NM: I was thrilled, honestly! Being a food and travel writer, Singapore is a dream destination; it’s a foodie paradise. We also read a lot about education standards here and I was so optimistic for the time the kids were going to be spending here.

I read, Nermine, that you have a lot to do with food diplomacy. Tell us a little about that.

NM: Food is the most evocative form of art. On the other hand, diplomacy is the art of forging bonds and building ties. So, in combining the two together, you get a very influential tool to advocate your interests, promote your culture and challenge stereotypes. So, in Armenia I had a very interesting experience – I volunteered with Syrian refugee women. A group of expats got together and we initiated a women empowerment program for refugee women. We figured that food was part of healing, integration and a way to make money, and I started to document immigrants’ and refugees’ food stories on my blog, Chez Nermine. I try to promote certain values through my stories; women empowerment, human empowerment and harmony.

And what have you seen so far with the Singapore food that you or the kids have liked?

NM: There are so many! Laksa, of course, all types of noodles. It’s difficult to say, because all of them have such remarkable flavors and very exciting combinations of flavor notes. I can’t even mention one dish I dislike! Singapore has an incredible vibrant and harmonious food scene that mirrors its unique existence.

Let’s back up a little… Tell us about how you guys met.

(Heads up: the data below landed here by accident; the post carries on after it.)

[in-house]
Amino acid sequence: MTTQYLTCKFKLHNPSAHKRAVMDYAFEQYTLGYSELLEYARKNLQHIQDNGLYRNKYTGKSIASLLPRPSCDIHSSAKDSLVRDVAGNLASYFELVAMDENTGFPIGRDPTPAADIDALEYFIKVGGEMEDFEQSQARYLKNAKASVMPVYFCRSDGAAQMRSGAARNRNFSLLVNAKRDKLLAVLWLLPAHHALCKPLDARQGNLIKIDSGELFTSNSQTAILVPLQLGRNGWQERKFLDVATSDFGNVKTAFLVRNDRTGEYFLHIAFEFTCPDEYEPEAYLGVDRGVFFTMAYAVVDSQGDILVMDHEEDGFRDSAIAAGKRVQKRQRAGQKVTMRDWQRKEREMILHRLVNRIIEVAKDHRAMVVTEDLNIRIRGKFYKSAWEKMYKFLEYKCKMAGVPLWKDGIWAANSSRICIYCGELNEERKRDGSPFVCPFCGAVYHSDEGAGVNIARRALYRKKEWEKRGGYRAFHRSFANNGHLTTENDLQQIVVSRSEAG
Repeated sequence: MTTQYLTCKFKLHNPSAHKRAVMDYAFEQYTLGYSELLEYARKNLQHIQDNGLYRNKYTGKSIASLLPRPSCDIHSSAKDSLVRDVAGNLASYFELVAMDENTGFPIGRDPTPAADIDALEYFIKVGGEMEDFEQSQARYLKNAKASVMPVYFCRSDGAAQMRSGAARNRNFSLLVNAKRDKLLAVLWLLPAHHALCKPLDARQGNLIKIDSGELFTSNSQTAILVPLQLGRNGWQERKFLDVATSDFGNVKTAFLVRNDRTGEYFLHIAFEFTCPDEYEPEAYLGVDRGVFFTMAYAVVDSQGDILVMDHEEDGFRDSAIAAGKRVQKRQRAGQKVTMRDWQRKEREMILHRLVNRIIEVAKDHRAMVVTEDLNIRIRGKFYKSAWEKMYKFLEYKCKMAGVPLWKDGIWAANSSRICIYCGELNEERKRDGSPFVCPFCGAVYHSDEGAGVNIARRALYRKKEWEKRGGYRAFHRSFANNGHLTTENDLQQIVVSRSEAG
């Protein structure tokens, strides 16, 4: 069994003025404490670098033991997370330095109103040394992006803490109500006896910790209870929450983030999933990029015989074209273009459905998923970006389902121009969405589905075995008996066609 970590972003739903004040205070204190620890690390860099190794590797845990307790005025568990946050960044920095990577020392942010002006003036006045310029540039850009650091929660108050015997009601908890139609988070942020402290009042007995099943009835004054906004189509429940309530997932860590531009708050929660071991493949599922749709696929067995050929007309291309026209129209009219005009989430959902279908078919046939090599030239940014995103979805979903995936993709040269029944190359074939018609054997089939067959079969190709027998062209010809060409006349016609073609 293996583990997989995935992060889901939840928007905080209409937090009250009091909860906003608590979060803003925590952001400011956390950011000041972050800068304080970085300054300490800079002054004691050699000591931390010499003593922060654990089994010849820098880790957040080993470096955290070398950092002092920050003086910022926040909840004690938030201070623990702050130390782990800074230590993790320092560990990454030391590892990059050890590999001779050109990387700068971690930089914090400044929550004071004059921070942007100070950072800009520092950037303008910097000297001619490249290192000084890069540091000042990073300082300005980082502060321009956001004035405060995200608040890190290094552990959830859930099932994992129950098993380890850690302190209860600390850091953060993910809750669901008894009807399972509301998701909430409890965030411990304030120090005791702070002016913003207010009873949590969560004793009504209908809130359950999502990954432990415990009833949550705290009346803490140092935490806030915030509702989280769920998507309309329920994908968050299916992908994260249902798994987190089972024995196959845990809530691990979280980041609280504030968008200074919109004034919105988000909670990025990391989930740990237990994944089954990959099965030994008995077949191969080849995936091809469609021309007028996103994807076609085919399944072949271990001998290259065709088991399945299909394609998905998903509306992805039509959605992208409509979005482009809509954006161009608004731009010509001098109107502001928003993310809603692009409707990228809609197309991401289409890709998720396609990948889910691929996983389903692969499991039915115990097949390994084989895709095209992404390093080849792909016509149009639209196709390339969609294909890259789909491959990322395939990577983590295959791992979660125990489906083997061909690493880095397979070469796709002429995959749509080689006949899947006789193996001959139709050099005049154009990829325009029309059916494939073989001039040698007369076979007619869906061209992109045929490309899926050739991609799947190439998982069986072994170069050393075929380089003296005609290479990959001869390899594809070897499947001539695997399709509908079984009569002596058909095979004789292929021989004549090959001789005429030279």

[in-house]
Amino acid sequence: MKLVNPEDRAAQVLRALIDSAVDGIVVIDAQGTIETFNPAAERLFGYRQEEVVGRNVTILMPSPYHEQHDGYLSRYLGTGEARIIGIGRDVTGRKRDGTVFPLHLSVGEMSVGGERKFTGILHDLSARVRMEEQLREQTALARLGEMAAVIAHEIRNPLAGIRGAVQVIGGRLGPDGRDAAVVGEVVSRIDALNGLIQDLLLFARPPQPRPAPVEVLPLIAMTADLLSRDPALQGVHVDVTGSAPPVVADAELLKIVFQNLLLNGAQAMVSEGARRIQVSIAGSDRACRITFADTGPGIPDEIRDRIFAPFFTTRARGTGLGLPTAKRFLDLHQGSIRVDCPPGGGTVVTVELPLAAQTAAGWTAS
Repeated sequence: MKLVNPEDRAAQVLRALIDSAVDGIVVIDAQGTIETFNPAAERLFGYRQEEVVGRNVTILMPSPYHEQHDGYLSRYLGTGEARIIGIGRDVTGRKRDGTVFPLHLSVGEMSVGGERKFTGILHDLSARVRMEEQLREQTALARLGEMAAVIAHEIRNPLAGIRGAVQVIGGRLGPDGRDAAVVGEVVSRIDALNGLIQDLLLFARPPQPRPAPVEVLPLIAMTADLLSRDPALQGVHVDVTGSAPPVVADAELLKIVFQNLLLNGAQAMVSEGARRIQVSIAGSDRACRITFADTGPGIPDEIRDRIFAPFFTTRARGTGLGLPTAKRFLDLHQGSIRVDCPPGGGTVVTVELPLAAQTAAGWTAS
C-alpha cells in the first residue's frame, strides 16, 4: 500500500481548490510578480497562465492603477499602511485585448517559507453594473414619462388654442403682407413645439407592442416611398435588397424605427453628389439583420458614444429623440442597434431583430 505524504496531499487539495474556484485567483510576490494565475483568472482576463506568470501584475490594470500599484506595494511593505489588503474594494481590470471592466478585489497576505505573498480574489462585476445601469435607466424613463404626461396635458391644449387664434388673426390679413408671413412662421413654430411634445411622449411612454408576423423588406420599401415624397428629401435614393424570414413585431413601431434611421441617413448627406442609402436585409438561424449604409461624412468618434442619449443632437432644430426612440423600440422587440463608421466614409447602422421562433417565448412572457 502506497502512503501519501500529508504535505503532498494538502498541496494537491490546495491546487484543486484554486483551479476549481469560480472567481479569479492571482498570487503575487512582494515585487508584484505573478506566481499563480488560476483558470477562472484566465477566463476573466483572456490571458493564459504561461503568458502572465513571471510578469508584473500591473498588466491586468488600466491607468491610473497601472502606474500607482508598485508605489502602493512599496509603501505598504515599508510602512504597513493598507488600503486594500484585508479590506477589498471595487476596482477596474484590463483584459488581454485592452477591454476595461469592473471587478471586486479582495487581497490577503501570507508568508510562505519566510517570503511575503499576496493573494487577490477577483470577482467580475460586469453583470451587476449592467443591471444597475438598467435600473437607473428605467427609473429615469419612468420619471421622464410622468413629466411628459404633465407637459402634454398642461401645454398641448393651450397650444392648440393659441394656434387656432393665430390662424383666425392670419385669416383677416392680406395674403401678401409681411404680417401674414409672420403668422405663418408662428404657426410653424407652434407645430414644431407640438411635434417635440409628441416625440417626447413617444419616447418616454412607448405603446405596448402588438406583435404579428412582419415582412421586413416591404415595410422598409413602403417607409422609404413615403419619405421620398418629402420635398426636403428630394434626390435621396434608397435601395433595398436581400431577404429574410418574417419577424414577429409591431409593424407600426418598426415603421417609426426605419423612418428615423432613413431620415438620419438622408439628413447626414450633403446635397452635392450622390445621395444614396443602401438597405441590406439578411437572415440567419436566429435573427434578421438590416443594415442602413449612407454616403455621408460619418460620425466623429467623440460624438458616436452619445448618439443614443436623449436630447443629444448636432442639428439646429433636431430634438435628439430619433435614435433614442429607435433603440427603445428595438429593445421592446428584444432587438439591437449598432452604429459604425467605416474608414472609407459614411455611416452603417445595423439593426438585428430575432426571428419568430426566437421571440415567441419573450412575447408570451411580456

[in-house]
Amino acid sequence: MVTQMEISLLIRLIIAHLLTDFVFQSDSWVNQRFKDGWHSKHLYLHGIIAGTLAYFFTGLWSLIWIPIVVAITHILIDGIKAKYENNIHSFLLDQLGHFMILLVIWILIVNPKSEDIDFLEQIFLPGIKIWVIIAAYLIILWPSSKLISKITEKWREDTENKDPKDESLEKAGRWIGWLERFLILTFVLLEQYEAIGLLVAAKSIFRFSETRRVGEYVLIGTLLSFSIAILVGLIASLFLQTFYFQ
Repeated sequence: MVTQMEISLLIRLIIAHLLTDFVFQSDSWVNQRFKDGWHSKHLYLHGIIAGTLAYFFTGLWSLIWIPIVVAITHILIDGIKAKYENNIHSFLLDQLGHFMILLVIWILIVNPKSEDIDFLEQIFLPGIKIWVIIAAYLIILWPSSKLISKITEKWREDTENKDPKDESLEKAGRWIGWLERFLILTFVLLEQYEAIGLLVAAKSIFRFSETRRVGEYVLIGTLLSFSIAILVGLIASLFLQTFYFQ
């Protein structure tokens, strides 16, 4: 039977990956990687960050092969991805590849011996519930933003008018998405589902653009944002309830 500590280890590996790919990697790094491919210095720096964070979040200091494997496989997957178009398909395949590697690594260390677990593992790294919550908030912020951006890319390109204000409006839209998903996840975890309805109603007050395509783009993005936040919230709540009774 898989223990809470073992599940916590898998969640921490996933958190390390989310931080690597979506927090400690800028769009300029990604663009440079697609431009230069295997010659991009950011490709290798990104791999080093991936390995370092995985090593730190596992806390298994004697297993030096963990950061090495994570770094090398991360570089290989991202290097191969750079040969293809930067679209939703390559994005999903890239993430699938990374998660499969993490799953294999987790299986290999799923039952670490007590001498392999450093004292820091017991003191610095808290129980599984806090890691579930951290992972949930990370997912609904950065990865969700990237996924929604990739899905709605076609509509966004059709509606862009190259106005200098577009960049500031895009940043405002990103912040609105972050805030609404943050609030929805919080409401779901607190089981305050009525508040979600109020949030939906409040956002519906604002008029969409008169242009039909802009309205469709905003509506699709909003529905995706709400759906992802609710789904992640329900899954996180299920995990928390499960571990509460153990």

RM: We met at a Fulbright conference. I was serving as the Public Affairs Officer in Algiers and that year the Near Eastern Affairs Fulbright Conference was held in Cairo. Nermine was an Egyptian diplomat at the time, serving at the Egyptian Ministry of Foreign Affairs and we met at this reception. So, conferences are occasionally useful for something!

What were your thoughts when you first started talking to Rafik, Nermine?

NM: He has a very interesting education and ethnic background, and I think I was attracted to that. He has a wonderful combination of values; he’s very passionate about what he’s doing, he believes in the power of diplomacy (I do too), and this was something very fundamental that brought us together.

Rafik, you went to the University of California, Irvine, and your folks are still there. How was it for you growing up in that environment and coming from a multi-ethnic background?

RM: For me, my upbringing reflected the American Dream. The American Dream is not about making as much money as you can; America is, simply put, the country that gives opportunity to all. So, if you work hard and you’re honest, the sky is the limit, regardless of your background and this is something I’ve lived myself in the US. Having moved there at the age of 15 from Egypt, I became a US citizen at the age of 21, and I became an American diplomat a couple of years later.

I would argue that the US is exceptional and among the many reasons for that is immigrants are welcome to live and prosper. So, I’m very proud of that, and this is why I left medical school to join the Foreign Service; there is no greater honor for an immigrant than to represent the country that he deems to be the greatest country on Earth in the international arena.

I’ve been doing this for a little over 20 years and for us, one great thing about being in Singapore and the girls going to the school they attend is that it’s incredibly international. I believe these girls will grow up truly colorblind and find human values and human qualities in everybody around them, and that’s very important for us.